After repeated viewings of the animated movie “Planet 51,” my 3 1/2-year-old granddaughter decided her name was no longer Petra.
She assumed the persona of the lead character in the movie. Turns out not only is he male but alien and green. Didn’t daunt the girl formerly known as Petra. For two months this summer, she was Lem. And despite questions and interrogations by parents, family and friends, she defended her identity and stayed in character like DeNiro.
“This alien boy Lem lives with Petra’s mom,” she’d say.
To the Paradise
To my question of what happened to Petra, she would respond, “Petra’s gone to the Paradise.” Never wavering.
Intense and I guess somewhat unsettling. But we went along with it. I let her mom do whatever she wanted when she was a kid. Mostly. But Petra’s mom never became somebody else. My little sister did become a kitten for about a year when she was about the same age. Irritated my grandmother to no end. Julie wouldn’t talk, just meow.
Petra/Lem is now another character. Looks the same. Cute as can be.
Kids adapt. Their interpretation of their surroundings is fluid. Anything is possible. In fact, they can accomplish just about anything they put their minds to. Adults have figured out how to operate within the confines of established rules. The parameters of our culture, codes and conditioning have been beaten into our heads.
We need innovation
Not that there’s anything wrong with that. American individualism and the freedom to pursue dreams in the United States has driven many to break barriers and achieve success and scientific discovery.
But as a nation and a world, we need innovation. We’re close to fouling our planet with climate changing carbon. This was OK for the start of the industrial revolution, but we have the potential to figure out a better method of extracting energy. Fuel prices spike repeatedly. The latest boost in vehicle fuel costs in California had to do with the early August 2012 fire at the Chevron refinery in the Bay Area.
It hurt. Dairy farms are filing for bankruptcy in increasing numbers in Fresno County California, citing feed prices. Feed prices rise when fuel prices increase. Business in general is in the same boat. Cut energy prices and enhance the bottom line.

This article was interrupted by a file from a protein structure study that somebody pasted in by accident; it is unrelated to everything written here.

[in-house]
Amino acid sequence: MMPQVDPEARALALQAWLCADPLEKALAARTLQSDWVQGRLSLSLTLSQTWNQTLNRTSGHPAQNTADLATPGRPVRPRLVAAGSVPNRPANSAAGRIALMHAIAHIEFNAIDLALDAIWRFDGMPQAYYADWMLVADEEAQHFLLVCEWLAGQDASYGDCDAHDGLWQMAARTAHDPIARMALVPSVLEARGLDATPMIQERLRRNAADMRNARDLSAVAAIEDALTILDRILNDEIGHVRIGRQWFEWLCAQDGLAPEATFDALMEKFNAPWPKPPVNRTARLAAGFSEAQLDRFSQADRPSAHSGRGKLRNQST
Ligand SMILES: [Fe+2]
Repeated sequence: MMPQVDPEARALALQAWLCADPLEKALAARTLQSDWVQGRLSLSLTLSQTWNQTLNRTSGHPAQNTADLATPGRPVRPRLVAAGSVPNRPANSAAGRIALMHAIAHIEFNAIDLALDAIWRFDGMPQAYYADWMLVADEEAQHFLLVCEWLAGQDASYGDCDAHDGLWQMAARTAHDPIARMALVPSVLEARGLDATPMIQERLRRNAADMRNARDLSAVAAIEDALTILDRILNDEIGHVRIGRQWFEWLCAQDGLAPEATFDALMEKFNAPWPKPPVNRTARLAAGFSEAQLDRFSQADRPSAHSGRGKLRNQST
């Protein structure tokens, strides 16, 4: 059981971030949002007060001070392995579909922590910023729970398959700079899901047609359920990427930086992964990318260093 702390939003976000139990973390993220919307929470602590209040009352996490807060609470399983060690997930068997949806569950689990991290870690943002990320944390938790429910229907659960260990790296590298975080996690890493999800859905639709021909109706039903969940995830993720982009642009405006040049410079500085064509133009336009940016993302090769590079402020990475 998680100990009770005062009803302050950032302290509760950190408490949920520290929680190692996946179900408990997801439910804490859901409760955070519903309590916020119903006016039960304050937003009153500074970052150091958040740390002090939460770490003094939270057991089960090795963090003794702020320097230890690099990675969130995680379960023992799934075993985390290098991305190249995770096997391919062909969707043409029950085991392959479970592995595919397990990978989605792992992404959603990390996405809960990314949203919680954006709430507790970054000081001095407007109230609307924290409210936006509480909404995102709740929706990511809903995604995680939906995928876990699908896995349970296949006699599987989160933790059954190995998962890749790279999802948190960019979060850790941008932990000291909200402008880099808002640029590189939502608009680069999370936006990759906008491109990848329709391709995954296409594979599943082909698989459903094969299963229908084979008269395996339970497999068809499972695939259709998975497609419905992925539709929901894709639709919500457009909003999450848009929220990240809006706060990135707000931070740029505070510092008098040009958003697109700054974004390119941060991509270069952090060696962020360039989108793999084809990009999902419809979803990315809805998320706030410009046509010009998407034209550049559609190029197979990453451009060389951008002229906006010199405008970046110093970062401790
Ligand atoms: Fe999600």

President Obama is pursuing an all-of-the-above strategy for energy development. It’s a decent agenda and one that should make sense on both sides of the domestic political spectrum. Energy policy is linked to national security. We need more autonomy, not greater reliance on Saudi oil.
Tackle clean energy issues
Solar and other alternative energy sources remain limited in their potential. We need a way to either come up with a new form of constant and cheap clean energy or overcome those limitations. That means taking new approaches.
Like something Alien Boy Lem would do. Antimatter perhaps?
Taking inspiration from Mars
NASA landing engineer Adam Steltzner and his crew at the Jet Propulsion Laboratory took a unique approach with the landing of the Mars rover Curiosity. They used a sky crane concept to lower the research vehicle to the surface of the Red Planet. Upon landing, the crane portion of the lander blitzed off and crash landed, leaving the rover intact.
National Public Radio’s Joe Palca did a story on Steltzner describing how he went from a rock and roller to one of the top engineers at the space agency. What he said inspired me. “The thing that engineering and physics gave me was, there’s a right answer, and I could get to it,” he tells Palca.
He comes at problems from different directions. When they work, he and his team exploit them.
Curiosity likely will uncover amazing things. It won’t solve the energy crisis, but it could provide insight or inspiration to somebody who can. A little spark of an idea, a hint of possibility.
You never know.
Greenland as canary
We need all the help we can get. Changes are afoot. Greenland’s melting glaciers are shedding more water than ever, breaking a seasonal record and more water than 2010, according to a piece by Jeanna Bryner in Livescience.com.
Bryner quotes researcher Marco Tedesco, assistant professor of Earth and atmospheric sciences at The City College of New York, as saying, “This year’s overall melting will fall way above the old records. That’s a Goliath year – the greatest melt since satellite recording began in 1979.”
I just tossed the Greenland piece to show that change is happening faster than I thought possible. Growing up in Fairbanks, Alaska always made me wish for warmth. But the ramifications are deadly. Pick any coast, raise the water table and problems could be costly.
Meet the Robinsons
I’d rather have troubles like Andy Griffith did on a weekly basis in Mayberry. But that’s not likely.
Meanwhile, Petra’s taken on a new identity. Lewis from “Meet the Robinsons,” another animated feature. He’s a “brilliant inventor who meets mysterious stranger named Wilbur Robinson,” according to imdb.com.
Hmm… I wonder if Petra has the right idea. By the time she’s an adult, the problems we’ve either failed to address or partially solved will be more pronounced. Her generation will need to deal with them good or bad.